Sunday, 7 October 2018

Sarissa 20mm Far East huts

I have quite a few buildings from the Sarissa Precision 20mm range and I really like them, but up until now they have only covered Western and Eastern Europe. There seems to be a real shortage of 20mm buildings for the Far East and Pacific, where as other scales like 15mm and 28mm seem well served, so I was pleased when Sarissa announced they would be producing some of their 28mm Far East buildings in 20mm. Timing could not have been better as I was just starting a Chain of Command campaign set in Malaya 1942 and I would need more than the two huts I already owned - the very venerable Airfix Jungle Outpost buildings which have been long out of production.

The Airfix Jungle Outpost

I purchased a couple of the Sarissa buildings and chose two that were on stilts, to try to match the look and feel of the Airfix huts.



They both went together very easily, but did look particularly chunky and very much like MDF laser cut buildings. In this state they weren't going to fit in with the Airfix huts.



I wanted to find a way to give them a similar thatched look to the Airfix buildings. A few years ago I had considered scratch building some tropical buildings and bought several textured A4 sheets of decorative paper that I had seen in an art supplies store. I had tucked these away and almost forgotten about them, but it has turned out they may be perfect for this job, particularly the roof.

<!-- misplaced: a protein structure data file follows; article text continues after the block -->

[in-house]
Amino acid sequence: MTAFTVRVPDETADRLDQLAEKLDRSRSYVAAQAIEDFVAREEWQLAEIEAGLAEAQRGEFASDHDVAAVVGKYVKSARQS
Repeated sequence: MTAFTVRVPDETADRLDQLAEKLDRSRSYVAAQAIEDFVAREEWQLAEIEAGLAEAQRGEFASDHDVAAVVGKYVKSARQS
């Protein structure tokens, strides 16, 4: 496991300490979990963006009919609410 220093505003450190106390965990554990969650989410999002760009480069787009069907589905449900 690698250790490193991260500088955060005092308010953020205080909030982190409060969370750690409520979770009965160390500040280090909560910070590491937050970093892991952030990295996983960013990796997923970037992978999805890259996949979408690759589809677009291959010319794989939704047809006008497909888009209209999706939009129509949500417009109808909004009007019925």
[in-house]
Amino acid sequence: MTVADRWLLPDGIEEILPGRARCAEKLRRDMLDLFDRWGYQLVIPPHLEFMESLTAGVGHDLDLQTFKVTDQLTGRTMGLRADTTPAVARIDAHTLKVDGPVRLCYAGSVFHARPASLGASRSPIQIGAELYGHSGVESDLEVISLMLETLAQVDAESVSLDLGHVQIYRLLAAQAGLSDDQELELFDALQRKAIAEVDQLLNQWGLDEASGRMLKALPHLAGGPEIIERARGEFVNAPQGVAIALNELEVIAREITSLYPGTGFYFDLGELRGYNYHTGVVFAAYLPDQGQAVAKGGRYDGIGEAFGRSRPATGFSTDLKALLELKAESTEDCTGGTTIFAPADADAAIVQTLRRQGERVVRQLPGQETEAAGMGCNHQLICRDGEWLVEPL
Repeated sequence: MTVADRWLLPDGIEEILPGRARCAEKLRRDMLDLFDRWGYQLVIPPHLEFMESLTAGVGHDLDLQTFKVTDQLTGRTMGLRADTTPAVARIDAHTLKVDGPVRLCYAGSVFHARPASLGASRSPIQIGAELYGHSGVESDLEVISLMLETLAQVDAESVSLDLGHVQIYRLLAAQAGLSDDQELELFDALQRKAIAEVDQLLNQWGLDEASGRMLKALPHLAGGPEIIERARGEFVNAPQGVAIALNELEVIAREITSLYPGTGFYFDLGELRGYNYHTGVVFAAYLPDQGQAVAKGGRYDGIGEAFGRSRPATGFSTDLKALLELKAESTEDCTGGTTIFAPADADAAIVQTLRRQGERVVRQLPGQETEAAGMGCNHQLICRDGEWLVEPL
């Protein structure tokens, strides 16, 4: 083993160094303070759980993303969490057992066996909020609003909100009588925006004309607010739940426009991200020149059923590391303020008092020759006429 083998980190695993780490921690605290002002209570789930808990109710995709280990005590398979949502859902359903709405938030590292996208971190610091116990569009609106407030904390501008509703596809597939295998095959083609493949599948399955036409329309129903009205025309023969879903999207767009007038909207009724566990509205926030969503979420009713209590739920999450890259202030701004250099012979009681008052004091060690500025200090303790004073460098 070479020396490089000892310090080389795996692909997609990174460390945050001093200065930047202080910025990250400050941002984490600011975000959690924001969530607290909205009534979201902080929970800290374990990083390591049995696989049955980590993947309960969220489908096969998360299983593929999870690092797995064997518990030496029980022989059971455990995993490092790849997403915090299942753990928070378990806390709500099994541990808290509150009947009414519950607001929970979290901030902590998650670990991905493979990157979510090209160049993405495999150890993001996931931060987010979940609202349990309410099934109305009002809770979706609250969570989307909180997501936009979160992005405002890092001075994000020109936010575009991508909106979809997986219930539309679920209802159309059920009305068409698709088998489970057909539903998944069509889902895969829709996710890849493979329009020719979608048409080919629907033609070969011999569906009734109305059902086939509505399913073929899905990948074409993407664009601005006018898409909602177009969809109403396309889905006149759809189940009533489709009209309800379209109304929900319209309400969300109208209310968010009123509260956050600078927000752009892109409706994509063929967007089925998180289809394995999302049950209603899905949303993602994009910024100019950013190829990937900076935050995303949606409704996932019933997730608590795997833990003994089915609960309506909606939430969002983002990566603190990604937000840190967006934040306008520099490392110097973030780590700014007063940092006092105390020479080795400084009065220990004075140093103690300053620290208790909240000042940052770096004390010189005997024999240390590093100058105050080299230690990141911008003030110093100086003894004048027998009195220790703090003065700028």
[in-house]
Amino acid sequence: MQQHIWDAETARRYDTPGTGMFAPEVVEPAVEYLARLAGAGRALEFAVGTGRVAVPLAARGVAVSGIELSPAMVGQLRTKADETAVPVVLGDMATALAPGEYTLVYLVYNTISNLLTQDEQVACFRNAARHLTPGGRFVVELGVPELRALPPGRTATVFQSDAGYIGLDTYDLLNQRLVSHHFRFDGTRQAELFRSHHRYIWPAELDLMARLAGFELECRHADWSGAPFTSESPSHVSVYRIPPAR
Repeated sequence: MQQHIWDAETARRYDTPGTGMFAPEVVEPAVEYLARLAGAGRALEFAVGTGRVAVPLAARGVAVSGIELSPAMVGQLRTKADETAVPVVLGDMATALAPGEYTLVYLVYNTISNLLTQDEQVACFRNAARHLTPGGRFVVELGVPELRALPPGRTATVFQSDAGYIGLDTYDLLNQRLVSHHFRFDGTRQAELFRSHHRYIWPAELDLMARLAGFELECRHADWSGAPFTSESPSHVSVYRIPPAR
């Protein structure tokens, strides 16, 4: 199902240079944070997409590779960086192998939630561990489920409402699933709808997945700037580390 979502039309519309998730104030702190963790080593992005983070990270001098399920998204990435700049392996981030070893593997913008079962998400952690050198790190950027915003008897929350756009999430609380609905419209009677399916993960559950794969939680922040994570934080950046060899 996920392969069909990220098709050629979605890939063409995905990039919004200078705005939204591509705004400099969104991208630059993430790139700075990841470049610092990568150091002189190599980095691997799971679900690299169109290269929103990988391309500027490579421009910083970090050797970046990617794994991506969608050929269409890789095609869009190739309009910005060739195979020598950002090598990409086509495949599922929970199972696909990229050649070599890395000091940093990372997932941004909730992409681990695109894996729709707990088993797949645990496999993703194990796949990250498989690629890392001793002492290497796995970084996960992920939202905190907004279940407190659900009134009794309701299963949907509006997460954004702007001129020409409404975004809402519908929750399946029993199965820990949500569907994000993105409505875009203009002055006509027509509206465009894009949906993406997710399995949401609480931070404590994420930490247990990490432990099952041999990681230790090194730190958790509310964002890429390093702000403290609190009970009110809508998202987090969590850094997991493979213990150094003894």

I selected the one that most closely resembled the Airfix buildings. Once cut to shape I scored it down the middle with a sharp knife and then bent it. I used interior PVA wood glue to stick it down onto the MDF and cut out a smaller piece for the balcony roof.



I thought that worked well, but felt it could do with some more embellishment and character. Firstly I wanted to line the main ridge so I cut out a section, scored it lightly and folded it before sticking it down.


I also cut some thinner strips for the edges of the balcony roof.


One of the ugliest parts of any MDF model is the plugs that are visible from any of the joins. Nothing screams out 'MDF building' louder than the appearance of a few of these. I didn't bother with these with my first MDF buildings and I regret that. One day I will go back and rectify those, like this Normandy barn.


The huts have the same issues. So far that was solved for the roof, but I wanted to do something about the side walls.


The MDF joins aside, the wall lacked any character and so I decided I would try to use the same roof material for the side walls.


That worked well. I did the other side, but left the end walls, as these are engraved with wooden planks. Something still seemed to be missing from the roof so I added a strip of wood from a wooden skewer to run along the top of the ridge.


This was all coming to life nicely and that inspired me to replicate the window shutters that feature in the Airfix huts. I cut squares to size from the same material as the walls and roof. I mounted these on some card to give them more rigidity and glued them into place.


Finally I add some texture to the hut floor using one of the other sheets of textured paper.


This was a relatively quick and easy job for a very pleasing result. It almost seems a shame that I plan to paint it, but I will need to if they are to blend in with the existing huts. The scale works well, as you can see here with a Eureka 20mm Australian bren gunner.


And here was how it looked before the textured paper was added:


The difference between this hut and the other hut before it got a makeover shows what a difference the extra material makes.